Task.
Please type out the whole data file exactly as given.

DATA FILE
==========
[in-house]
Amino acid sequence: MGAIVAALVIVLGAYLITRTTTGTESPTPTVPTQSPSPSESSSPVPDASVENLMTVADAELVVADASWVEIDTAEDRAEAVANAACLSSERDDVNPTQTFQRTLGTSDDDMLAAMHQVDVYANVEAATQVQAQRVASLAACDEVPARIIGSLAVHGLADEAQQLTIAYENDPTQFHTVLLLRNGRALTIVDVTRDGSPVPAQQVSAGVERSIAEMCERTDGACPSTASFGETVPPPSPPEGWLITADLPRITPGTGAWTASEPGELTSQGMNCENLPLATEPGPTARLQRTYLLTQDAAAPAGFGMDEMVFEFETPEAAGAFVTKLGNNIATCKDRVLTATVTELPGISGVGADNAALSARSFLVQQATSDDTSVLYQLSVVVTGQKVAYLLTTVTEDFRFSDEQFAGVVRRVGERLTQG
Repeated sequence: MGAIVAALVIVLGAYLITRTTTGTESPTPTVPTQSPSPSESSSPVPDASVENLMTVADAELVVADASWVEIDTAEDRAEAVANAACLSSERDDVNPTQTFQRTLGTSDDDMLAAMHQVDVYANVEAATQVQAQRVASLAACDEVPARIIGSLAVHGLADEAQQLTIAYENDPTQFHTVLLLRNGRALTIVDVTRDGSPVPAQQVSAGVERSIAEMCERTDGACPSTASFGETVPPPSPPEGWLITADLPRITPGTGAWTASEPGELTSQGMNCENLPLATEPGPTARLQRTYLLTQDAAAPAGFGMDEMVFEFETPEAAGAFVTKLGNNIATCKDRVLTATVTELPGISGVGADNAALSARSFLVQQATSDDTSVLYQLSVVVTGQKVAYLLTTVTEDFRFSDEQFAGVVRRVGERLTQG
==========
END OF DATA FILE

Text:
[in-house]
Amino acid sequence: MGAIVAALVIVLGAYLITRTTTGTESPTPTVPTQSPSPSESSSPVPDASVENLMTVADAELVVADASWVEIDTAEDRAEAVANAACLSSERDDVNPTQTFQRTLGTSDDDMLAAMHQVDVYANVEAATQVQAQRVASLAACDEVPARIIGSLAVHGLADEAQQLTIAYENDPTQFHTVLLLRNGRALTIVDVTRDGSPVPAQQVSAGVERSIAEMCERTDGACPSTASFGETVPPPSPPEGWLITADLPRITPGTGAWTASEPGELTSQGMNCENLPLATEPGPTARLQRTYLLTQDAAAPAGFGMDEMVFEFETPEAAGAFVTKLGNNIATCKDRVLTATVTELPGISGVGADNAALSARSFLVQQATSDDTSVLYQLSVVVTGQKVAYLLTTVTEDFRFSDEQFAGVVRRVGERLTQG
Repeated sequence: MGAIVAALVIVLGAYLITRTTTGTESPTPTVPTQSPSPSESSSPVPDASVENLMTVADAELVVADASWVEIDTAEDRAEAVANAACLSSERDDVNPTQTFQRTLGTSDDDMLAAMHQVDVYANVEAATQVQAQRVASLAACDEVPARIIGSLAVHGLADEAQQLTIAYENDPTQFHTVLLLRNGRALTIVDVTRDGSPVPAQQVSAGVERSIAEMCERTDGACPSTASFGETVPPPSPPEGWLITADLPRITPGTGAWTASEPGELTSQGMNCENLPLATEPGPTARLQRTYLLTQDAAAPAGFGMDEMVFEFETPEAAGAFVTKLGNNIATCKDRVLTATVTELPGISGVGADNAALSARSFLVQQATSDDTSVLYQLSVVVTGQKVAYLLTTVTEDFRFSDEQFAGVVRRVGERLTQG